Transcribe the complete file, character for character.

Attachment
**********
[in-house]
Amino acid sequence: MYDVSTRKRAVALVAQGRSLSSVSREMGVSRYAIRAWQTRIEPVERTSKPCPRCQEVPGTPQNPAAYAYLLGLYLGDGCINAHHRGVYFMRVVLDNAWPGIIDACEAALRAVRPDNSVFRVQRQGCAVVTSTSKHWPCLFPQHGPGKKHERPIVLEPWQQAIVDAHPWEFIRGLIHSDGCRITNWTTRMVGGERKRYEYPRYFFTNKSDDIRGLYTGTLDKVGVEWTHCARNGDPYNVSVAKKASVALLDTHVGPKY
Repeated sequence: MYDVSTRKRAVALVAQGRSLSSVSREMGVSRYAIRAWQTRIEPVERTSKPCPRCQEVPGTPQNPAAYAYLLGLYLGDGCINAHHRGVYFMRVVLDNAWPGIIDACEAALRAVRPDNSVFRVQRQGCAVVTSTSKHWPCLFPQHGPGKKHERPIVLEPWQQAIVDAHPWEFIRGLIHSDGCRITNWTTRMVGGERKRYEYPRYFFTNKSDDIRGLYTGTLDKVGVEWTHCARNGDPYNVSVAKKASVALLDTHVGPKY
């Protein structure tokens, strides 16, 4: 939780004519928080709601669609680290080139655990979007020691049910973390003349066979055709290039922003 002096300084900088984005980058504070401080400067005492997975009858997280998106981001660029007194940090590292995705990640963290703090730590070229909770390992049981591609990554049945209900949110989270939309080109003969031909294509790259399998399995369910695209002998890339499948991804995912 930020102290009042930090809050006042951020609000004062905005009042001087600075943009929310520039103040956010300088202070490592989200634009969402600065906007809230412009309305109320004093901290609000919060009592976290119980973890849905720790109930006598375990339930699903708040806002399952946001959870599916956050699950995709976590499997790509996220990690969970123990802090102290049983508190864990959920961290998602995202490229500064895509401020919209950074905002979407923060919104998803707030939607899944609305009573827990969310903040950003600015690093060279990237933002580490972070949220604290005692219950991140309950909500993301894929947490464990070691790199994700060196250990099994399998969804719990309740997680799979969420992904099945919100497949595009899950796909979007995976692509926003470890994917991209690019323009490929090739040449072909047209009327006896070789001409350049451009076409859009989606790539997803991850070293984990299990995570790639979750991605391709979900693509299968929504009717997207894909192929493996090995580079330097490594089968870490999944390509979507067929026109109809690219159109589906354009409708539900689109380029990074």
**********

[in-house]
Amino acid sequence: MYDVSTRKRAVALVAQGRSLSSVSREMGVSRYAIRAWQTRIEPVERTSKPCPRCQEVPGTPQNPAAYAYLLGLYLGDGCINAHHRGVYFMRVVLDNAWPGIIDACEAALRAVRPDNSVFRVQRQGCAVVTSTSKHWPCLFPQHGPGKKHERPIVLEPWQQAIVDAHPWEFIRGLIHSDGCRITNWTTRMVGGERKRYEYPRYFFTNKSDDIRGLYTGTLDKVGVEWTHCARNGDPYNVSVAKKASVALLDTHVGPKY
Repeated sequence: MYDVSTRKRAVALVAQGRSLSSVSREMGVSRYAIRAWQTRIEPVERTSKPCPRCQEVPGTPQNPAAYAYLLGLYLGDGCINAHHRGVYFMRVVLDNAWPGIIDACEAALRAVRPDNSVFRVQRQGCAVVTSTSKHWPCLFPQHGPGKKHERPIVLEPWQQAIVDAHPWEFIRGLIHSDGCRITNWTTRMVGGERKRYEYPRYFFTNKSDDIRGLYTGTLDKVGVEWTHCARNGDPYNVSVAKKASVALLDTHVGPKY
């Protein structure tokens, strides 16, 4: 939780004519928080709601669609680290080139655990979007020691049910973390003349066979055709290039922003 002096300084900088984005980058504070401080400067005492997975009858997280998106981001660029007194940090590292995705990640963290703090730590070229909770390992049981591609990554049945209900949110989270939309080109003969031909294509790259399998399995369910695209002998890339499948991804995912 930020102290009042930090809050006042951020609000004062905005009042001087600075943009929310520039103040956010300088202070490592989200634009969402600065906007809230412009309305109320004093901290609000919060009592976290119980973890849905720790109930006598375990339930699903708040806002399952946001959870599916956050699950995709976590499997790509996220990690969970123990802090102290049983508190864990959920961290998602995202490229500064895509401020919209950074905002979407923060919104998803707030939607899944609305009573827990969310903040950003600015690093060279990237933002580490972070949220604290005692219950991140309950909500993301894929947490464990070691790199994700060196250990099994399998969804719990309740997680799979969420992904099945919100497949595009899950796909979007995976692509926003470890994917991209690019323009490929090739040449072909047209009327006896070789001409350049451009076409859009989606790539997803991850070293984990299990995570790639979750991605391709979900693509299968929504009717997207894909192929493996090995580079330097490594089968870490999944390509979507067929026109109809690219159109589906354009409708539900689109380029990074």